Baz v. Department of Homeland Security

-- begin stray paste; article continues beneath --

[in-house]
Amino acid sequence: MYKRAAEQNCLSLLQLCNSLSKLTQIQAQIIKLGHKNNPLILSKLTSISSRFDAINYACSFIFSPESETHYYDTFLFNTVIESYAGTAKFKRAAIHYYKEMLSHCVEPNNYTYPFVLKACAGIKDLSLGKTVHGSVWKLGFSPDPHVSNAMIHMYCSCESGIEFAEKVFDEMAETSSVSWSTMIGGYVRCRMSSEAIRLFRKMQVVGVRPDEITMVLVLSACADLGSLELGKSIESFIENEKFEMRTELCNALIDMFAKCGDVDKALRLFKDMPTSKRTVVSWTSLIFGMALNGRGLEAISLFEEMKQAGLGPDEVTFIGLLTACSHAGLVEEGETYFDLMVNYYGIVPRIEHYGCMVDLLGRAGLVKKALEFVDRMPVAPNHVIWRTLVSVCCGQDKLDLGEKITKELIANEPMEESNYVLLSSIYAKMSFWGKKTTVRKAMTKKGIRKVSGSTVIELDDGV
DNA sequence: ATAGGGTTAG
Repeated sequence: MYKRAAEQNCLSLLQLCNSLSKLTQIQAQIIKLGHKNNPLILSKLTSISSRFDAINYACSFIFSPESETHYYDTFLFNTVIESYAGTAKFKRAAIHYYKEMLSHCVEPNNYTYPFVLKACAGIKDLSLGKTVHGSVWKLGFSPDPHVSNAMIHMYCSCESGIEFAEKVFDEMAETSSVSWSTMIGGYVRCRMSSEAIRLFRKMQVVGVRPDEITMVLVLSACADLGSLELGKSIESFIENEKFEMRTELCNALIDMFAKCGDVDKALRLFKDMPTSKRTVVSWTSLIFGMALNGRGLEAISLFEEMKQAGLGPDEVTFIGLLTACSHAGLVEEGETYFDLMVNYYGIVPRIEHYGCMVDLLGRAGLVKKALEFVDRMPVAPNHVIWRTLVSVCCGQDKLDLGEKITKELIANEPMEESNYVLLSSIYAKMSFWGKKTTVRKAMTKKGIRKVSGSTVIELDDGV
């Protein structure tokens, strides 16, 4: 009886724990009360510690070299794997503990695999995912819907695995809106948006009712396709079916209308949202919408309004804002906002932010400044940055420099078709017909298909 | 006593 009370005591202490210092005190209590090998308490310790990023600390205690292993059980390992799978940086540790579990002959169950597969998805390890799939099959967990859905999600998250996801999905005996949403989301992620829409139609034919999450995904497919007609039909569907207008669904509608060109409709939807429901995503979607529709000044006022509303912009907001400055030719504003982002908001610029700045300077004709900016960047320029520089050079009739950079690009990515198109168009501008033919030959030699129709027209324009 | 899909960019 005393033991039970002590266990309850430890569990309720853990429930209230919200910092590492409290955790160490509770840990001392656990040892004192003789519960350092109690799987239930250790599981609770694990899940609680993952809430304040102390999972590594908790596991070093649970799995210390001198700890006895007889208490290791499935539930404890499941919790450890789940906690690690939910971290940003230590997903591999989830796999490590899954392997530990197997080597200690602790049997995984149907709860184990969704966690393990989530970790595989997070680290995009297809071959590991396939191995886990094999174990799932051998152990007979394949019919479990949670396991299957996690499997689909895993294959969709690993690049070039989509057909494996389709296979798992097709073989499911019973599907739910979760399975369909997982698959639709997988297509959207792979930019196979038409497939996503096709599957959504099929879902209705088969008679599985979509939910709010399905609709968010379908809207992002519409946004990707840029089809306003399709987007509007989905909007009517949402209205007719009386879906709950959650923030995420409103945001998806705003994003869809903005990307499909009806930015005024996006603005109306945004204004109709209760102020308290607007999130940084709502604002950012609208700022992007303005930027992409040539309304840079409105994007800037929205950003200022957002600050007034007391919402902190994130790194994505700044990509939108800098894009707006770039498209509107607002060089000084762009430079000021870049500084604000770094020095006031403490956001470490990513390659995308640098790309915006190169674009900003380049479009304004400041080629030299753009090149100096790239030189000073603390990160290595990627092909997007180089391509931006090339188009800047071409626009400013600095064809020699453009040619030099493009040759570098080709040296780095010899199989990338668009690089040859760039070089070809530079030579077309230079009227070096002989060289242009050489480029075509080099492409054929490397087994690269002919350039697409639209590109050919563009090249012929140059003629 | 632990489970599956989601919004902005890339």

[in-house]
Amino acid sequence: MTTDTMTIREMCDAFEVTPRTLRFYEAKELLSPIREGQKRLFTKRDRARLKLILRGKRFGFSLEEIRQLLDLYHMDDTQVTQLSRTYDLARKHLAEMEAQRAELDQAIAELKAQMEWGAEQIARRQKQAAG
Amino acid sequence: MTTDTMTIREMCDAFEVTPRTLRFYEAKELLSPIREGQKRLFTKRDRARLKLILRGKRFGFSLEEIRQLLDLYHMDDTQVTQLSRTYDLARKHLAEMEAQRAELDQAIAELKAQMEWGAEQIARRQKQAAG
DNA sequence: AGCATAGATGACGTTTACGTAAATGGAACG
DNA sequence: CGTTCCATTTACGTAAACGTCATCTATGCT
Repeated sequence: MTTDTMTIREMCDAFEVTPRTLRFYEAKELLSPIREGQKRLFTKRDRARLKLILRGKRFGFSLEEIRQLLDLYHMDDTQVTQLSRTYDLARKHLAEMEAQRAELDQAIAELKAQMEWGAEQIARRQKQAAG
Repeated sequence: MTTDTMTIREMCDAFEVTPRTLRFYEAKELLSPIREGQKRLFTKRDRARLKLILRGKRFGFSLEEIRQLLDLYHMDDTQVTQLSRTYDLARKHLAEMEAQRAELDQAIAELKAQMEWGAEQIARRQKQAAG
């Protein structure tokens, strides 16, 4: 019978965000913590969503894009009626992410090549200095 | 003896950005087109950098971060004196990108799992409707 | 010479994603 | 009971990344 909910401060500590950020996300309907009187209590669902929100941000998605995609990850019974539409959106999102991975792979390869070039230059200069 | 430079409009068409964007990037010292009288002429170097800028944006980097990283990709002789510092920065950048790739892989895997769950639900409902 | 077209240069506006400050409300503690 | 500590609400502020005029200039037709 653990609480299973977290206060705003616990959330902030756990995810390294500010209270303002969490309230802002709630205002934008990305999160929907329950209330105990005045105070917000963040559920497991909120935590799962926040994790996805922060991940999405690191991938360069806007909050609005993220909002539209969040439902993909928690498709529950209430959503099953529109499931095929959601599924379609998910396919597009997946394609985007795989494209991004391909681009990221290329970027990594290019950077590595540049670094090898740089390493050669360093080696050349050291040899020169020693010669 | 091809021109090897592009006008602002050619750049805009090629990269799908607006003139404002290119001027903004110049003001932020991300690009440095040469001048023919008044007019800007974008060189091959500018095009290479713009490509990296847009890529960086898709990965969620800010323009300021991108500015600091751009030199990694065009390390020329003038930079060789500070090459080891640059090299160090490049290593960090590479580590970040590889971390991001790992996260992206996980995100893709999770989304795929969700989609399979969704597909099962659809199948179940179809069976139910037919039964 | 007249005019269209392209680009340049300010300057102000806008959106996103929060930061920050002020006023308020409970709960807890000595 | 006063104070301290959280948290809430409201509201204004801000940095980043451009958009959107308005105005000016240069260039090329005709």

UNITED STATES DISTRICT COURT FOR THE DISTRICT OF COLUMBIA DR. KHUSHNOOD ALI BAZ, Plaintiff, v. Civil Action No. 1:18-cv-01013 (CJN) U.S. DEPARTMENT OF HOMELAND SECURITY, et al., Defendants. MEMORANDUM OPINION Dr. Khushnood Ali Baz challenges the government’s alleged placement of him on the No-Fly List. See generally Am. Compl., Dkt. 21. Defendants move to dismiss, arguing both that Baz lacks Article III standing and that his Amended Complaint fails to state a claim. See generally Defs.’ Mem. in Supp. of Their Mot. to Dismiss Pl.’s Am. Compl., Dkt. 27 (“Mot.”). The Court agrees that Baz lacks Article III standing and will grant Defendants’ Motion. I. Background Baz is a Pakistani citizen who resides in Peshawar, Pakistan. Am. Compl. ¶ 15. He alleges that, for forty years prior to the events relevant to this lawsuit, he traveled frequently to the United States, attending conferences, completing medical internships, and visiting friends and relatives without incident. See id. ¶¶ 54–67. But that ended in February 2016 when Baz was not permitted to board a flight from Toronto to Detroit (after he had flown to Toronto from Pakistan via Dubai). See id. ¶¶ 70–71. 1 Believing that he was on the No-Fly List,1 Baz completed a Traveler Inquiry Form and submitted it, together with supporting documentation, to the Traveler Redress Inquiry Program (“DHS TRIP”), a redress program administered by the Department of Homeland Security (DHS) for individuals who think they have been incorrectly included on the No-Fly List. See id. ¶¶ 44–49, 74. DHS responded by providing Baz with a Redress Control Number2 for him to use whenever he made travel reservations with flights into the United States, but DHS did not tell him whether he in fact was on the No-Fly List. Id. ¶ 75. Baz planned another trip to the United States in 2017. See id. ¶ 79. Before leaving Pakistan, Baz advised DHS TRIP of his travel plans and provided it with his Redress Control Number. Id. ¶ 77. DHS’s response stated that Baz should “provide [his Redress Control Number] when making reservations” and that “[w]hen entering the United States from abroad, no additional action is required,” but again DHS did not tell him whether he was on the No-Fly List. Id. ¶ 78. In March 2017, Baz traveled from Pakistan to Dubai but was not permitted to board a connecting flight to Orlando. See id. ¶ 80. Baz again contacted DHS TRIP, inquiring why he had not been informed earlier that he could not fly into the United States. Id. ¶ 81. DHS’s response did not provide specific information about Baz’s No-Fly List status or answer this question, but instead stated that “DHS has researched and reviewed [his] case” and that “DHS 1 The No-Fly List “identifies individuals who are prohibited from flying to, from, or over U.S. territory,” Am. Compl. ¶ 31, and is “a subset of the Watch List,” id., which “is the government’s master repository of known or suspected terrorists,” id. ¶ 29. 2 “The Redress Control ...

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